The Government and Mesothelioma Research
Government-funded research is extremely important in advancing the understanding of cancer, how it develops, how it is diagnosed, and how it can be treated and even cured. Government institutions such as the National Cancer Institute and the National Institutes of Health, among others, work with academics and pharmaceutical company researchers to fund and advance research that helps to fight cancer.
The federal government plays an important role in the research of cancer of all types, but mesothelioma lags behind in dollars spent. There are a few reasons for this, including the disease’s rarity and a lack of public awareness for this kind of cancer. Still, there are several important groups, studies, clinical trials that are ongoing that are making an impact on mesothelioma and these would not be possible without government funding and organizing.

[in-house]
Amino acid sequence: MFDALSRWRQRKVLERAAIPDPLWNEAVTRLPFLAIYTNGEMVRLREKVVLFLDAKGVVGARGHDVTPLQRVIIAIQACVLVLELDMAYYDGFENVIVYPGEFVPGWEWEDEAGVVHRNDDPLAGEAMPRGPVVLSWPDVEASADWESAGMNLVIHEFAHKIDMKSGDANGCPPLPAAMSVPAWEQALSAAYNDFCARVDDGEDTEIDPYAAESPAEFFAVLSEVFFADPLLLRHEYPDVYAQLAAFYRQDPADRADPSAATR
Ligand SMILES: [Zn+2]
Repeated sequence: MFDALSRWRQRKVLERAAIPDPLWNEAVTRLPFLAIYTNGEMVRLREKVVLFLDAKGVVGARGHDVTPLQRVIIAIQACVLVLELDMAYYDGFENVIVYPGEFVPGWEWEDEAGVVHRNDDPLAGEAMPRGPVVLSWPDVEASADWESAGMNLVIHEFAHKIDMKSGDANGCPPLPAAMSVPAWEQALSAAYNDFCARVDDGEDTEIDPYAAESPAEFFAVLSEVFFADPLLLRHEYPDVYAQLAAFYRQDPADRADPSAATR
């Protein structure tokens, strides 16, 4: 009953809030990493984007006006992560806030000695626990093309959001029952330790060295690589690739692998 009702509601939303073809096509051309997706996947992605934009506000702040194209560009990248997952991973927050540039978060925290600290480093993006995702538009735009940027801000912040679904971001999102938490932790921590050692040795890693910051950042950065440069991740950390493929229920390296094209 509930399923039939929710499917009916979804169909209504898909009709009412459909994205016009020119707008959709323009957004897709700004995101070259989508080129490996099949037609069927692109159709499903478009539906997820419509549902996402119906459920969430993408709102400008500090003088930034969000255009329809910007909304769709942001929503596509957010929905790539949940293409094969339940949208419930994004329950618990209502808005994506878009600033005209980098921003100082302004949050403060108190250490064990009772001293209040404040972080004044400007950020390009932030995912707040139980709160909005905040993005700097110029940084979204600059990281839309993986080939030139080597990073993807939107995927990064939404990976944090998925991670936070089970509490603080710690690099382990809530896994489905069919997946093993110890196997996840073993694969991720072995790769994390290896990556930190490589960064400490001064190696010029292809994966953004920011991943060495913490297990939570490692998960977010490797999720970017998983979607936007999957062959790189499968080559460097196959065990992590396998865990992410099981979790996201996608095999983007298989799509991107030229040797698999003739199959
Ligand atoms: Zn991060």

Federal Funding of Mesothelioma Research
The federal government funds all kinds of research, including cancer research. The amount spent on other types of cancer is high compared to the amount spent on mesothelioma research. This is because mesothelioma diagnoses only number in the few thousands per year and because people are not very aware of mesothelioma and don’t advocate for its research as much as many people do for other illnesses.
Another reason that funding is lower for mesothelioma is that any kind of research, with any source of funding, relating to mesothelioma is fairly new. It was only in the middle of the 1900s that it finally became clear that asbestos was causing this illness. And then, it still took decades for many people to be diagnosed with mesothelioma since the latency period is decades long.
The National Cancer Institute (NCI) is one of the most important sources of funding for cancer research in the country. NCI receives funding as part of the National Institutes of Health and through mandates from the U.S. Congress. The budget for the NCI in 2016 was $5.21 billion, a small increase from the previous year. The amount spent on mesothelioma is a tiny slice of this budgeting pie, most years amounting to less than $10 million. For instance, in 2010 the NCI allocated only $6 million to mesothelioma research. This is as compared to $631 million the same year for breast cancer and $300 million for prostate cancer.